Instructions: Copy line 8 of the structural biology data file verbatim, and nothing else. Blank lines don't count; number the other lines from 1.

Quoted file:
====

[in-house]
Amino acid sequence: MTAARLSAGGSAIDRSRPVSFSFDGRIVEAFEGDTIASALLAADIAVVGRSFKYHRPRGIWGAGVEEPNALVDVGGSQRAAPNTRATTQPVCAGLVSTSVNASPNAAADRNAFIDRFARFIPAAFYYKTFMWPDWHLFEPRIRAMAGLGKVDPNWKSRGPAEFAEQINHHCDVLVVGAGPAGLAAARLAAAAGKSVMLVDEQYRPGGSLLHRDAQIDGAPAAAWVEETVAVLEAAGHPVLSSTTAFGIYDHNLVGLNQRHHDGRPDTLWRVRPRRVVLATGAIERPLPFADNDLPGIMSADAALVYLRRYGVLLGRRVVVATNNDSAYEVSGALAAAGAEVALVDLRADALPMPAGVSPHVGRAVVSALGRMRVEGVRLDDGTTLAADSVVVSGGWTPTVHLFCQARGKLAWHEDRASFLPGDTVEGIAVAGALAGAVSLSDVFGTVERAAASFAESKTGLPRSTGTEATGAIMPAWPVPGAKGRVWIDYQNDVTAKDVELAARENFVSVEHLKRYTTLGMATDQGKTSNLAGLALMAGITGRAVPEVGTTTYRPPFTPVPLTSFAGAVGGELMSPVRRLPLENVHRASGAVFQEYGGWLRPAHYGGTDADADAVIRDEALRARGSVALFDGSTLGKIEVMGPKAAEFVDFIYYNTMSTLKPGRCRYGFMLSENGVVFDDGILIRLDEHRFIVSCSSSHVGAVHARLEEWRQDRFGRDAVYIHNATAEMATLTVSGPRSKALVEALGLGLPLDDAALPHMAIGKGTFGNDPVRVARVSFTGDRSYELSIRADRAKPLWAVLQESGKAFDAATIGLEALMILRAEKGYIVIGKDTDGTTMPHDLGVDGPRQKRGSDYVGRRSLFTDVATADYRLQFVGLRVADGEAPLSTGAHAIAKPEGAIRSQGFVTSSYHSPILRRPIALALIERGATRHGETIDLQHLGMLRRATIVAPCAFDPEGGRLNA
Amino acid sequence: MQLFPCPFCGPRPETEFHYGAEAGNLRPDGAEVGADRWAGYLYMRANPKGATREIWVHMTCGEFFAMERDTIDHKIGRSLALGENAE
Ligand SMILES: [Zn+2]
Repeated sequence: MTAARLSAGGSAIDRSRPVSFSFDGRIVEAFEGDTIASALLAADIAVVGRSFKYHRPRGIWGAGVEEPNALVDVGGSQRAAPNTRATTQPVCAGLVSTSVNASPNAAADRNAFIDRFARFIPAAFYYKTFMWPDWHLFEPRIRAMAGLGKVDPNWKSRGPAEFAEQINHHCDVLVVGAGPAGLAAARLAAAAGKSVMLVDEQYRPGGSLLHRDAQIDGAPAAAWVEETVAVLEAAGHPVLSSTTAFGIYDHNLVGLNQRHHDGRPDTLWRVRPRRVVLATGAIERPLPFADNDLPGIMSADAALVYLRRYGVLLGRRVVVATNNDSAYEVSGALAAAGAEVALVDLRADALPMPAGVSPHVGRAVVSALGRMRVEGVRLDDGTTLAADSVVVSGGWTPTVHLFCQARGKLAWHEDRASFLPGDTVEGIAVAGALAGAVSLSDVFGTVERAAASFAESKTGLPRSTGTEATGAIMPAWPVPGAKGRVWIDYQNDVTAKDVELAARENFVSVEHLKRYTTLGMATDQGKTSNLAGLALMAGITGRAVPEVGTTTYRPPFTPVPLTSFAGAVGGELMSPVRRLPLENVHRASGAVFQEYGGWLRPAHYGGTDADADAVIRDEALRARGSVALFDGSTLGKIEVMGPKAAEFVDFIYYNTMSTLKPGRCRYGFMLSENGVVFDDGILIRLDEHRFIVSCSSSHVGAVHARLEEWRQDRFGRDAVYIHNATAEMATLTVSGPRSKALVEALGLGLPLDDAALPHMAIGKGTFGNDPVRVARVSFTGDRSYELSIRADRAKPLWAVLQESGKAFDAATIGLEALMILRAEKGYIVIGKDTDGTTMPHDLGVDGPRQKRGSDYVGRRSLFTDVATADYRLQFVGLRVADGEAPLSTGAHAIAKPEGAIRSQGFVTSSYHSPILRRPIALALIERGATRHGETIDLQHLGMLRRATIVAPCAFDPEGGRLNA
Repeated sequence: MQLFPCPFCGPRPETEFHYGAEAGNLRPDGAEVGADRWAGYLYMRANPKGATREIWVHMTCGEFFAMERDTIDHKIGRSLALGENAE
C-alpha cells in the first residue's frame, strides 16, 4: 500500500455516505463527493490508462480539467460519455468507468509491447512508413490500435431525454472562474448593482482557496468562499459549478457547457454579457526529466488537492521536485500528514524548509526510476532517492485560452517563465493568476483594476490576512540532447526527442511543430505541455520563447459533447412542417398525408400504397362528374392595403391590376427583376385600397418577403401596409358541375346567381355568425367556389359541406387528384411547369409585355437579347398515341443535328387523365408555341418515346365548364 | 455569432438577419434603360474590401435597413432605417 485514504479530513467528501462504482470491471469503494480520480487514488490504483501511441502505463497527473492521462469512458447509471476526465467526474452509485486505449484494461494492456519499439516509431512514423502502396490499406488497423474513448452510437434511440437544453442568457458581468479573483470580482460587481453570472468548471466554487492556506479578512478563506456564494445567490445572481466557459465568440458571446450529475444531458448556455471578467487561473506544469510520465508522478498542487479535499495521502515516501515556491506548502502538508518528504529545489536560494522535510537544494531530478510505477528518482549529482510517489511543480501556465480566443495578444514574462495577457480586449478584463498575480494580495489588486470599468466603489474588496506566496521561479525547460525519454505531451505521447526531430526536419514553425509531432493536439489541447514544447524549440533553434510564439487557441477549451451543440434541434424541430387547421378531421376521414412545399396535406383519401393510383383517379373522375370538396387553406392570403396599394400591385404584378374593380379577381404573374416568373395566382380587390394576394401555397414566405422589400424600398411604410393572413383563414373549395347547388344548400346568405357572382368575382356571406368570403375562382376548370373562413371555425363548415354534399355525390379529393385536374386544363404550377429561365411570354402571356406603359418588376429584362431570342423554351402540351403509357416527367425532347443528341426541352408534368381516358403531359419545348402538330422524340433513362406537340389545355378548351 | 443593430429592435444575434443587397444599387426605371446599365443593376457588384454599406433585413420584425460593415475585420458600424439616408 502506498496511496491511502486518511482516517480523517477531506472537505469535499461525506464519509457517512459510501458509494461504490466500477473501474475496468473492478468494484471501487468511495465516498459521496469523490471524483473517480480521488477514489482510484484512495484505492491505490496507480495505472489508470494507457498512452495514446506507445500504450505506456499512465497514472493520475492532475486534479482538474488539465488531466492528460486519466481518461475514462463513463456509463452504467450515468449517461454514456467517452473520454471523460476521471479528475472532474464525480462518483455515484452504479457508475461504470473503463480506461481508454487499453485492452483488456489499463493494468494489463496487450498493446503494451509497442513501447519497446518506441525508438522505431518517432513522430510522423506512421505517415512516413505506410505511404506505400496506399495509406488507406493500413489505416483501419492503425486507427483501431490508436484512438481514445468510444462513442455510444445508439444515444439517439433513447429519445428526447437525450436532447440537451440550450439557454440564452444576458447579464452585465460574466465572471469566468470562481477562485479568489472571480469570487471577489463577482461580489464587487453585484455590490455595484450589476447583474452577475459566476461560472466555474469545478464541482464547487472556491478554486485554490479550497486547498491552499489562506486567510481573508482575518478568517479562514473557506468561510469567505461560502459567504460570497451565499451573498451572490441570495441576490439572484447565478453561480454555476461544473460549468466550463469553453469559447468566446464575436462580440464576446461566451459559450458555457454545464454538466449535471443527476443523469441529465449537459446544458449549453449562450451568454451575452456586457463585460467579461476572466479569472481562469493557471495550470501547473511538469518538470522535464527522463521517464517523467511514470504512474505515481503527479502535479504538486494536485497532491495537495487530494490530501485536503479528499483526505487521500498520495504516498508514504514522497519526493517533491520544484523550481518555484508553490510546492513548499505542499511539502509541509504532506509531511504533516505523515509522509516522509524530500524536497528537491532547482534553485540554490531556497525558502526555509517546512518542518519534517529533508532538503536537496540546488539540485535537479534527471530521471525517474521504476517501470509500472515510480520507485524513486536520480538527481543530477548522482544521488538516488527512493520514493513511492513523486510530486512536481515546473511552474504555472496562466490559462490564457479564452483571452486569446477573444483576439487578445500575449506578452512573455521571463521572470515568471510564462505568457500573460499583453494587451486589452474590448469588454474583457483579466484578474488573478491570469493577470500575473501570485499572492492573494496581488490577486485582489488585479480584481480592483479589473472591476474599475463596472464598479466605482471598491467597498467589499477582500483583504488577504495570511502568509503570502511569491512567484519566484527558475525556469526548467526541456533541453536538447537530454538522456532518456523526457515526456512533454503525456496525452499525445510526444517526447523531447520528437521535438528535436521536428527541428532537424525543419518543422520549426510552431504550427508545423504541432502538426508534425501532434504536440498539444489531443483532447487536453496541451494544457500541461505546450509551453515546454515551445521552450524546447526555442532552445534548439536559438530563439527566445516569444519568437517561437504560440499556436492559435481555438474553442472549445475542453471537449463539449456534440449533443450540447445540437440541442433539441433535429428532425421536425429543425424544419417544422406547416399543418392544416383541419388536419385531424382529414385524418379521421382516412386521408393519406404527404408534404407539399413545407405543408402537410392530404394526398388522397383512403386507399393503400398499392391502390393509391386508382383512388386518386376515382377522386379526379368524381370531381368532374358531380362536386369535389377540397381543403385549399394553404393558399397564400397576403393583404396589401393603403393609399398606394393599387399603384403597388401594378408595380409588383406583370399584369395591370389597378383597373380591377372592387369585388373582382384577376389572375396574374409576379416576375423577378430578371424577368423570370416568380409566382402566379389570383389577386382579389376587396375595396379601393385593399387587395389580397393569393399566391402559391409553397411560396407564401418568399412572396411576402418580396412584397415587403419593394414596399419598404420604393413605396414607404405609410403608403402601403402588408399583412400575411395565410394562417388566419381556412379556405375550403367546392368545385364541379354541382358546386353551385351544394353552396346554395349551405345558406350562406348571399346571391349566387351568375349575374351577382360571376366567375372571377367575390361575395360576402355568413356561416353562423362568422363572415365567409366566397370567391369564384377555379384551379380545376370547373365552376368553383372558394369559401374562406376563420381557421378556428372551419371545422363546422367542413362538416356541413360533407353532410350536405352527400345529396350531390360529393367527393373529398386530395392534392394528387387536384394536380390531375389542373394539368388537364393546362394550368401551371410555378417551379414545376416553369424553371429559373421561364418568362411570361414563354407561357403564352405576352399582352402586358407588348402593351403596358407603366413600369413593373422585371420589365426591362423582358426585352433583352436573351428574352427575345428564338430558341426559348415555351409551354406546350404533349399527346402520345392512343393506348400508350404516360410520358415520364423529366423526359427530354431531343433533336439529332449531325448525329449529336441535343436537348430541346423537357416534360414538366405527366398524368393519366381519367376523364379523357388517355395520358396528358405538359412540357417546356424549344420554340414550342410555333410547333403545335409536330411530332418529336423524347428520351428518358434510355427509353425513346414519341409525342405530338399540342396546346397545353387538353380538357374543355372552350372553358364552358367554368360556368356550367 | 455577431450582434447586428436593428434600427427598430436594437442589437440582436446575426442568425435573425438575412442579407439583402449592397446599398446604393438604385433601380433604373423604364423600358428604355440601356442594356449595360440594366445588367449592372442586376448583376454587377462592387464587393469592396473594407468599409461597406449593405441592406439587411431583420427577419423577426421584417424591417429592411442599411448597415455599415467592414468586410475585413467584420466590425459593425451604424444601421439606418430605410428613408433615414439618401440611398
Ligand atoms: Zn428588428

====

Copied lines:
Ligand atoms: Zn428588428